Isn't it also true that sulfur is generated by the yeast in the growth phase? I have never worried about sulfur aromas from a yeast starter. Ever.

While there are S. cerevisiae strains that throw sulfur, S. cerevisiae yeast strains usually only throw sulfur when stressed.  A particular Burton ale strain throws sulfur, but that's because it is not really an ale strain.   It's a lager strain masquerading as an ale strain.
Mark, do you know of any biology behind why weisse/wit strains tend to pump out a lot of sulfur compared to other S. cerevisiae strains? To me, they're worse than many lager strains with the H2S production.

The Pub / Re: What's the Weather Like Where You Are?
« on: May 31, 2015, 07:40:34 PM »
Won't lie, I was never so happy as the day my kids decided to stop playing soccer  ;D  I'd have supported them all the way if it was their thing, but it wasn't. I love how, with kids soccer mostly played in the spring and fall, that damn near every game is required to be played on chilly, rainy mornings @ 8am. I was sick every spring and fall with headcolds. I sympathize !
My daughter loves it and is a great player but its all the travel being on a travel team, she's dedicated. Today's game is 3 hours driving for 90 minutes of playing, I need a beer:)
Man, I'm spoiled that it's under a mile to both the teeball and soccer fields. Things will probably change this fall for flag football. But, the weather has been all over the place this year. It's either been cold and windy, or hot and stale with the sun beating down on you. I would kill for a run of days with low-70's and a light breeze.

I'm loving the rain today up here. It should help the berries fill out a bit. I might actually plant my beans and peanuts tomorrow not that the soil has some moisture.

After my first batch, in every stage of brewing (wort, ferment, bottle), I have cleaned all equipment with PBW and rinsed well. Forgive me if this sounds like an idiotic question but.... I gotta ask!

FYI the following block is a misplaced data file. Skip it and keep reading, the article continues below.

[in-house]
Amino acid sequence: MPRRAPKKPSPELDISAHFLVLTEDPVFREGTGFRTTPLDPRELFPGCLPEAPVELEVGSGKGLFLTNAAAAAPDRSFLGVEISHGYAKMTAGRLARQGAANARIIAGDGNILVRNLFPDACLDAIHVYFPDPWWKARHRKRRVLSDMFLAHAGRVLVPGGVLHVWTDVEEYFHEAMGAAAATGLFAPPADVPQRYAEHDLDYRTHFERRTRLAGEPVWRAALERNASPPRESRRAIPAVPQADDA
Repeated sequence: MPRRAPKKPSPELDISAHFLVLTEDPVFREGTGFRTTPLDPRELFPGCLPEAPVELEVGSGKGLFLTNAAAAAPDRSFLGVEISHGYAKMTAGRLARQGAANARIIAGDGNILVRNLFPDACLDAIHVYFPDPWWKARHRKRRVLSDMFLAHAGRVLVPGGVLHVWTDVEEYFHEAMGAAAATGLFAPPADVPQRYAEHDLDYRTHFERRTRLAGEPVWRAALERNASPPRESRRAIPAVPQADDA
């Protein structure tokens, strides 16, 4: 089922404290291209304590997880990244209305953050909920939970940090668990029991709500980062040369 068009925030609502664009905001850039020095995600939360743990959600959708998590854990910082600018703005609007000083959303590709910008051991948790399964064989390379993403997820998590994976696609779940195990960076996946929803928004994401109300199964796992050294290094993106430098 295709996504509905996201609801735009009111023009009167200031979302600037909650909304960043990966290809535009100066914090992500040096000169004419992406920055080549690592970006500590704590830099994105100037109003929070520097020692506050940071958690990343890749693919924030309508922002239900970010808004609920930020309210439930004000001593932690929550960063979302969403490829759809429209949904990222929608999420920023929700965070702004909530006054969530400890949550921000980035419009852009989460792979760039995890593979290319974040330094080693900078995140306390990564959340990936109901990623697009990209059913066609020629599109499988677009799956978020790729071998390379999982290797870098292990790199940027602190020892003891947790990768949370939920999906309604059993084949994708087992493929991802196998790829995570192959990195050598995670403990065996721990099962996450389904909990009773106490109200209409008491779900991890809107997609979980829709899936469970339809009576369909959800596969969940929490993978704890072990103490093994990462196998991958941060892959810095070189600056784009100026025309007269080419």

Do I clean the equipment again just before use, somewhat of a secondary cleaning or was the initial cleaning that I did after brew day/bottle day sufficient?
One cleaning is sufficient. Store everything covered and/or upside down so no dust can get in them. You do need to sanitize anything that touches the wort/beer after the boil. I'd do that right before use. I prefer to keep Star-San in a spray bottle for that purpose.

Great forum handle, by the way. The Stand is one of my favorite King novels, and the miniseries from about 15 years ago was really good, too.

All Grain Brewing / Re: Does anyone filter after a BIAB mash?
« on: May 31, 2015, 02:28:45 PM »
The only time I had any astringency issues was one time when I tore a small hole in my bag and several whole husks made it through to the boil. Shortly after that I got a high quality custom bag from and I haven't had any issues since then.

I'm using 3711 so I don't even know if I'd be able to tell the difference in attenuation. That yeast finishes in the mid single digits every time. I also did a small hopstand with Nelson and Motueka, so that will be interesting to see how it goes with the wine must.

Yeast and Fermentation / Re: My first big beer. Will it carb?
« on: May 30, 2015, 07:10:51 PM »
Wyeast 2124 is W-34/70.  W-34/70 is a robust and forgiving tetraploid (four sets of chromosomes) lager yeast strain, which is why it is the most popular yeast strain in the world.  I would take Eric's advice and pitch 1/4th of a packet of rehydrated dry W-34/70 with your priming sugar.   The alcohol heat should mellow in time.